Genevieve: You have to be authentic in the conversation and in the communication. Tf there’s anything that you don’t feel comfortable with, don’t feel that you have to just go along with something for the sake of it to please your partner. It’s okay to say: “It’s not something I’ve ever tried before” or “It’s not something I’ve ever thought I’d be comfortable with.” “Let’s just start off here and see where things may take us, these are my boundaries.” Everyone has boundaries. Everyone has a comfort zone that they have with whatever part of the relationship they’re in, whether it’s intimacy, emotional connectivity, etc. But sometimes it’s good to explore new comfort zones as well. If you’re with someone that you feel safe and comfortable to explore with, then it’s okay to explore new things.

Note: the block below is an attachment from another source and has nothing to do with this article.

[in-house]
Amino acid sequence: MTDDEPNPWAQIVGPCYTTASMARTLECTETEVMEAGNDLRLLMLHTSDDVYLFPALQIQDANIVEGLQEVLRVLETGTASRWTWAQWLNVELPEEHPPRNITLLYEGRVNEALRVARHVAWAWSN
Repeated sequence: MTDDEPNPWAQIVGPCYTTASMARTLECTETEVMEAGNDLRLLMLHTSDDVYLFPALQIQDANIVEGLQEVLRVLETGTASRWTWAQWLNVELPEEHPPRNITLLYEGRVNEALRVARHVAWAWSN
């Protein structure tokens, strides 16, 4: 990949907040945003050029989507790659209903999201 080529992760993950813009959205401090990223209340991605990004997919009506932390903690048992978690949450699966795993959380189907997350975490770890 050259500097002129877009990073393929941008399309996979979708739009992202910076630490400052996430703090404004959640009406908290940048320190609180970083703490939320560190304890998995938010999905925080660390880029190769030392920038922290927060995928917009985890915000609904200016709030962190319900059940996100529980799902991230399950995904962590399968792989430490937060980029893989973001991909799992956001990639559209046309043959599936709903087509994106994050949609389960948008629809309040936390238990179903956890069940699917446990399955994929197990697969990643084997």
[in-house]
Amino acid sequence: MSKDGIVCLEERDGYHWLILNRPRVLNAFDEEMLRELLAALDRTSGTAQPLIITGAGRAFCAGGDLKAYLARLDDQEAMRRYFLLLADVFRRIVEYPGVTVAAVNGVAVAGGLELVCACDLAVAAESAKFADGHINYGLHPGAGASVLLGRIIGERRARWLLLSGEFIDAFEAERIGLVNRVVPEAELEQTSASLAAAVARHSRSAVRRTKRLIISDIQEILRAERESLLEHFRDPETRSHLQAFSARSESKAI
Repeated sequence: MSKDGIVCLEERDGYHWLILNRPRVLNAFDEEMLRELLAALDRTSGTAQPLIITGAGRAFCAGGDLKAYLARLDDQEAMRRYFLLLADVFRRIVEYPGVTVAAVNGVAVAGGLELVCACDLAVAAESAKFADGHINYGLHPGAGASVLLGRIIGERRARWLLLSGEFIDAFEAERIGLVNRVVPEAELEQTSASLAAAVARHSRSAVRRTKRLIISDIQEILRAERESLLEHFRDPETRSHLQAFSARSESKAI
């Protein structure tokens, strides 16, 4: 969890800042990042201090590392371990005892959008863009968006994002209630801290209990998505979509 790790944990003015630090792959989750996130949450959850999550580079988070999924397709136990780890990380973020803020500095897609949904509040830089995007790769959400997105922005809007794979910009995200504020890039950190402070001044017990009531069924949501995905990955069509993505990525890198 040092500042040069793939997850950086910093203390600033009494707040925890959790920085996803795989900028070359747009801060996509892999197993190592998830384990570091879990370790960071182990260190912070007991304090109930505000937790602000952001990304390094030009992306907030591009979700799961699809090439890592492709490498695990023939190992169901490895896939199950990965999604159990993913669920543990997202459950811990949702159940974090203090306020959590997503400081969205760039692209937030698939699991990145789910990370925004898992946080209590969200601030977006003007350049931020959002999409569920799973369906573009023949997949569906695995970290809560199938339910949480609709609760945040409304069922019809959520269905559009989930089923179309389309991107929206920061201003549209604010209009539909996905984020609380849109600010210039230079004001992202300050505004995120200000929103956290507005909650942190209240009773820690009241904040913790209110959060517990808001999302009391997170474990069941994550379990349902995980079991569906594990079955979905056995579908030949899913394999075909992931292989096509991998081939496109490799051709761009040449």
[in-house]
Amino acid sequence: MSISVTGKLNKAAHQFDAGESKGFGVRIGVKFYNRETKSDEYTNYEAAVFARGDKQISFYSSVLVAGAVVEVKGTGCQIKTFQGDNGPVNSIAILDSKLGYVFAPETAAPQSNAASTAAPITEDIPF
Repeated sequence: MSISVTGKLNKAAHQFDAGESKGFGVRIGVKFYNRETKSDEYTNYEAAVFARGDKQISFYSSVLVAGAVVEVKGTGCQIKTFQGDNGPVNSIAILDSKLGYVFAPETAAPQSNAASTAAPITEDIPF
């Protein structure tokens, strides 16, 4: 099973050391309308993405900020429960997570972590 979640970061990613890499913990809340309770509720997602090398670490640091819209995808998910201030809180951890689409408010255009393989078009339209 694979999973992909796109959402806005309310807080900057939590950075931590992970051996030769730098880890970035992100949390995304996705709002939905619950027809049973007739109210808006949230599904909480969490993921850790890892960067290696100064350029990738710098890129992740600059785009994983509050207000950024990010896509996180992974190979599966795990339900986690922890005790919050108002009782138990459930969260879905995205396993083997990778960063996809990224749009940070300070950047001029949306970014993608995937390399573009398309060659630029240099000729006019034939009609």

Heather: Absolutely! Everybody that’s listening, please pay attention to this. When you’re opening yourself up, you’re opening parts of yourself that are very vulnerable, that costs a lot in the long run regarding overall happiness and your connectivity with your partner. Make sure that it’s the right person. They receive you well, they respond, they don’t say “EW!” when you open up, they lean into it and really pay attention when you’re testing the waters of intimacy. These are real clues into how this person can really connect with you on a meaningful and deep level.